Culture

Project Sub-4: Big watts in Big Sky Country

In the quest for a world record, we bought an old trailer and set up shop in Montana.

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Editor’s note: This is part two of an ongoing column detailing Ashton Lambie’s journey to set a world record in the 4km individual pursuit. Spoiler alert: He just did. Enjoy this account of how he got there, and stay tuned for the next installment of Project Sub-4. 

To get ready for this world-record attempt, I needed a great training environment: heat, altitude (but not too much), space for a gym, and mentally refreshing. I’d be on the grind for a good bit, and having some other projects outside of training and recovery is something that helps keep me fresh and excited for training.

This led Christina Birch and I to a trailer on her family’s ranch in central Montana. It was right around 4,200 feet (1,280m), the summer climate was similar to where I would make my record attempt in Aguascalientes, Mexico, and it is in a beautiful, remote area of Montana.

One of the benefits of living far away from everything is the lack of distraction. The trailer is always there as the post-training project, but otherwise the routine, peace, and quiet makes daily training fairly simple.

We built our gym in a nice, steel-sided barn open to the outdoors. A rusty swamp cooler in the corner keeps the heat of the day down to “just hot” instead of “scorching” during the summer.

The squat rack and the trainer were my two key pieces of training equipment for the world-record attempt.

Even the elevation of the high plains combined with a high-velocity fan isn’t enough to stay cool during the turbo sessions. The biggest keys to the training — the squat rack and the Tacx trainer — sit front and center. We’ve got a small plastic kiddie pool to cool off after a session, and lots of animals pass in and out of the barn as welcome company in between sets.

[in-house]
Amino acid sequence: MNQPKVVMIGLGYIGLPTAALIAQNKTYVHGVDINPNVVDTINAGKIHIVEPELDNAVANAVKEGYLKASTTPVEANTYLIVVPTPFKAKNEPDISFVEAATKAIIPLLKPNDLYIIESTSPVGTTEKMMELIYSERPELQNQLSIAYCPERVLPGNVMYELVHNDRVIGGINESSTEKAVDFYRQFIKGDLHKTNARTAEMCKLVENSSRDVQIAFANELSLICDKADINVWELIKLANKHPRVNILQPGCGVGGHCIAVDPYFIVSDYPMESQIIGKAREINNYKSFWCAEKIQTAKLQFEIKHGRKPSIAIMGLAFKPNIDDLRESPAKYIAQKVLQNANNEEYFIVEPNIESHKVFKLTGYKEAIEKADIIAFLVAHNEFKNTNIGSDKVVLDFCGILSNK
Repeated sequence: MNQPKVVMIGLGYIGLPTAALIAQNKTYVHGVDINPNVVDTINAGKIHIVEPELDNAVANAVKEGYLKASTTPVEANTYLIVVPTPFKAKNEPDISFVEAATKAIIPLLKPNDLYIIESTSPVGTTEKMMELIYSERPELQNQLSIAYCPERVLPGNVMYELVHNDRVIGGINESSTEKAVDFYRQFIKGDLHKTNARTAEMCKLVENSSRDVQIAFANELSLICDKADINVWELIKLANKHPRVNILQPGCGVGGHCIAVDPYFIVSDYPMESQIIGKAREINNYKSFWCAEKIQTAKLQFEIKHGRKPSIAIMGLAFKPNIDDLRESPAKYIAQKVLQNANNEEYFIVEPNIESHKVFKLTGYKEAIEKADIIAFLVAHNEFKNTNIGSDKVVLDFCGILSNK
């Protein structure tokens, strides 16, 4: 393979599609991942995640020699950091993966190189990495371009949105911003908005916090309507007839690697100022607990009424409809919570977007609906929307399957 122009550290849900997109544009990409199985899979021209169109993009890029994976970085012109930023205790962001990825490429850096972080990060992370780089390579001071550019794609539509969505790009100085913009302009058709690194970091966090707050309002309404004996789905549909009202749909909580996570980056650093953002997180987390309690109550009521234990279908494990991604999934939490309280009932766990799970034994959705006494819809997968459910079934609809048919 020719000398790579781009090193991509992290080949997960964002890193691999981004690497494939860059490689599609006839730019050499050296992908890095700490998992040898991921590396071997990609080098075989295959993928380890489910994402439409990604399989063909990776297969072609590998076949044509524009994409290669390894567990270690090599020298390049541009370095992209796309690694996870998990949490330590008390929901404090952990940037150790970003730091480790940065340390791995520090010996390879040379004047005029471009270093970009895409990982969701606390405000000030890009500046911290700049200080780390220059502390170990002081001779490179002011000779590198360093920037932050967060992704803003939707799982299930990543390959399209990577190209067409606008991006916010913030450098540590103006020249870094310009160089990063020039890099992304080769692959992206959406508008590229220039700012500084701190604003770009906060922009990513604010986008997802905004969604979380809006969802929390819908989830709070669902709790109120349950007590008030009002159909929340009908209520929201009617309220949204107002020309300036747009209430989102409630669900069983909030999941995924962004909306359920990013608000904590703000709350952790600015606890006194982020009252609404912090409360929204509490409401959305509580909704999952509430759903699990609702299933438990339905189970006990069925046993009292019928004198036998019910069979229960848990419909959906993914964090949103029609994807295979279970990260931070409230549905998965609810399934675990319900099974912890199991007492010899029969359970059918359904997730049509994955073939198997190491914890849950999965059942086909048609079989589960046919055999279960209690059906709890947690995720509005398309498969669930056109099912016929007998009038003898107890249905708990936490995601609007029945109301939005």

While Christina’s family was eager to welcome us into their house, with the rest of the family there we prepped for a BYOB (bring your own bed) situation.

So, Christina and I bought a 1992 Starcraft Leisure Star trailer. After a few days and a few trips to the lumber store, we were headed to Montana. The camper was in a bit of disrepair when we bought it, leading us to name it the RSV Resolute, after the HMS Resolute, a British exploration ship that was abandoned in the Arctic ice, found by American whalers, restored and returned to Great Britain, and made into the desk in the Oval Office.

We are both enjoying the learning curve of this ongoing project.

Christina and I outside the RSV Resolute.

In between trailer projects, the MDR (Middle Distance Running) training program from Athletic Strength Institute was in full swing.

It might seem odd to actually want to do a majority of the training out here, but that was actually part of the proof of concept I’d tested. The intervals from Athletic SI were very specific; I’d need as much control over wattages, rest intervals, and position as I could get. All of the time on the turbo was at or over the goal wattage (calculated by the great Dan Bingham) I’d need to do 3:59 in Aguascalientes.

I was using a Tacx Neo 2T (basically always on erg mode), the Velobike NZ track adapter, and my Argon track frame. I was arguably getting more specific training by honing time in zones in my TT position, without the extra “fluff” time out of IP pace that I exerted doing a wind up on the track. The heat, altitude, training plan, and recovery options, all made Montana a pretty ideal setup in my book.

I had amazing support in Montana, and the flights to Mexico and the track time were all booked. Soon I would head to Aguascalientes. But first, there was a little trip to wild country of Iceland on my schedule…